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  26. snakes, snakes every where...had a run in with one my self in my post yesterday. fun to watch but watch the bite! nice pics!

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  27. Hi Willow- found your blog thru julochka at MPC. Love it. Good luck with the snake. I didn't look it up, hopefully it's just a look-a-like. I love the ancestry stuff...where'd you learn all that?
    Can't wait to read more...

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  28. My goodness, some of us would have reached for a spade, a stick, a tool to protect ourselves.

    How did it fare with you two gawking?

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  29. Seeing it in the photograph is close enough for me!

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  30. This is a beautiful snake. I hope it goes away if it's dangerous. The manor doesn't need deadly snakes. If it's harmless I say keep him around. Neat pictures.

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  31. Scary looking creature, I hope you are safe and sound.

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  32. Yikes! Better not stick that one in your mailbox!

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  33. I hate, hate, HATE snakes. Ewwww

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  34. I couldn't have gotten anywhere near it! You're a braver woman than I am! Eeeewwww!!! ~Lori

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  35. It's rather beautiful isn't it? ....from a safe distance.

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  36. Beautiful shot and you know I love snakes!

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  37. Willow - you know the babies are MORE dangerous - right ?

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  38. Nonono!!
    Too spooky for me. I am afraid of snakes!!! Wear your wellies outside!

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  39. Mary! Ack!!! The babies are more dangerous? Are you SERIOUS?!

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  40. maybe it was an eastern foxsnake?

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  41. I hate snakes and feel a bit queezy now. Ellen's thought about the silent rattlers was really scary. I am not much of a hiker, so here in California I think I am safe from any snake camera opportunities!

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  42. Can we just go back to recipes, or lilacs, or movies now Willow? Somehow that seems friendlier than snakes….

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  43. Okay, I think I speak for everyone (pardon my impudence) but...if Gourmet has a snake recipe...ummmm...at least make it a fancy plate. I know, I've been watching too much stuff on the Western channel.

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  44. EEEEEEEEEEEEEKKKKKKKKK!!!!
    (I borrowed another commenter EeeK....)
    Hi! Willow, Please! be careful!...
    "Snakes"...a "rattler" to boot!

    DeeDee :-O

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  45. I had about the same thing happen...you can see at the post below. I twittered it and linked to flickr pictures and a biologist answered the question of what kind of snake it was. Luckily mine was a gopher/bull snake, a constrictor and harmless.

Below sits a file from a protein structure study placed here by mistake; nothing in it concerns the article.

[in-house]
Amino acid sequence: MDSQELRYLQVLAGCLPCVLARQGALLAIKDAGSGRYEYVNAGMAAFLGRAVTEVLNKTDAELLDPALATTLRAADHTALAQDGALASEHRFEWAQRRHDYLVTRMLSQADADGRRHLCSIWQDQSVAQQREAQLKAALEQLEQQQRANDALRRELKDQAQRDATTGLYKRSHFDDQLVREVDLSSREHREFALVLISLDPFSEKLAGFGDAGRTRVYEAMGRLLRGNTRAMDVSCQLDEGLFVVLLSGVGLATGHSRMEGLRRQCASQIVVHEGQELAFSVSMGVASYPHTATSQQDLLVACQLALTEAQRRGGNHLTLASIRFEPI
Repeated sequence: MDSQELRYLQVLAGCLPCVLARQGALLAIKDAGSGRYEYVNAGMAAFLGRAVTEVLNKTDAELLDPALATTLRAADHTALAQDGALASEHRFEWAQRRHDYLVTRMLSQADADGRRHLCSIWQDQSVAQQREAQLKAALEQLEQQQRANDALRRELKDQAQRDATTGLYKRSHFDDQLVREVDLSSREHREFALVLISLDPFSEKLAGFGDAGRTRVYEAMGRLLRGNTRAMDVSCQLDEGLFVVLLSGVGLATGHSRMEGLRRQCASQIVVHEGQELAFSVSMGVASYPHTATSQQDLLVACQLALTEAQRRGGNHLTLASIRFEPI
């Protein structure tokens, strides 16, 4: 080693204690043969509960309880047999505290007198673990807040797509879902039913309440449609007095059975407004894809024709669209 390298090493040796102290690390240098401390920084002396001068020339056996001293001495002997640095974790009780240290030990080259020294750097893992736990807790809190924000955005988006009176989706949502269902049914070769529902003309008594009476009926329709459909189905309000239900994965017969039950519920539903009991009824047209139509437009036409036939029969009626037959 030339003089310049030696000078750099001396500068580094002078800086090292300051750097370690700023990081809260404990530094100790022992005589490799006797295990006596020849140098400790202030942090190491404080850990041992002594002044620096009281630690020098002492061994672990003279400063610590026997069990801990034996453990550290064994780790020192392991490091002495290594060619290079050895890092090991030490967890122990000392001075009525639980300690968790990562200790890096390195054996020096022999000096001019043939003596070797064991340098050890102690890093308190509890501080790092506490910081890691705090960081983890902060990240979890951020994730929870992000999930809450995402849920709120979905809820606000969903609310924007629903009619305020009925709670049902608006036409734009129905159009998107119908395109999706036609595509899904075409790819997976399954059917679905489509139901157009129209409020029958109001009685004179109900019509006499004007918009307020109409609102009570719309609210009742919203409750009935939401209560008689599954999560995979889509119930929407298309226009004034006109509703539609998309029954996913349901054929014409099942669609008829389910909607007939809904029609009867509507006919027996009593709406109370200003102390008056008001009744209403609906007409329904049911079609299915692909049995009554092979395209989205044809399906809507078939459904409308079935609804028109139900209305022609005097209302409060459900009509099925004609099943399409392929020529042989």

http://waterrosez.blogspot.com/2009/04/front-yard-wildlifewhats-next.html

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  46. In the second photo, it appears to have the head shape of a pit viper.

    Was the tail blunt or did it taper to a fine point?

    I would say it was venomous because of it's head.

    We have several types of rattlesnakes, copperheads, water moccasins and of course the US's one and only the coral snake.

    The pattern and color can vary widely, you should trust more in the shape of the head and taper of the tail.

    Stay away from this fellow. This time of year they may be in pairs.

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  47. It's a beautiful creature, despite sounding scarily like a deadly one... Hope he/she has slithered far away and won't be back in a hurry!

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  48. Maybe we could get back to some more poetry Willow.....I feel shaky all over looking at this snake (even if he is the friendly variety)! ! ! xv

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  49. Little did I doubt
    that one day
    you'd find a snake
    looking sufficiently elegant
    to be photographed!

    But now, girl,
    run, run, run!!!!!!!!

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  50. At first I thought it looked like a Banana Phase King snake that my son once had...But then I noticed the triangular head...Whatever it is that one is poisonous dear!

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  51. Oh dear, this gave me the creeps. The smaller ones always do. Wish you luck and I hope it was not a venomous snake.

    Greetings from London.

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  52. You certainly know how to stir things up, Willow! I think I'd stand well clear of any snake, no matter what it might be!

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  53. At least you didn't try to pick it up from it's tail. My father-in-law the ever-mindful, once stopped on a road, got out of his car and moved a snake out of the road so it wouldn't get squished.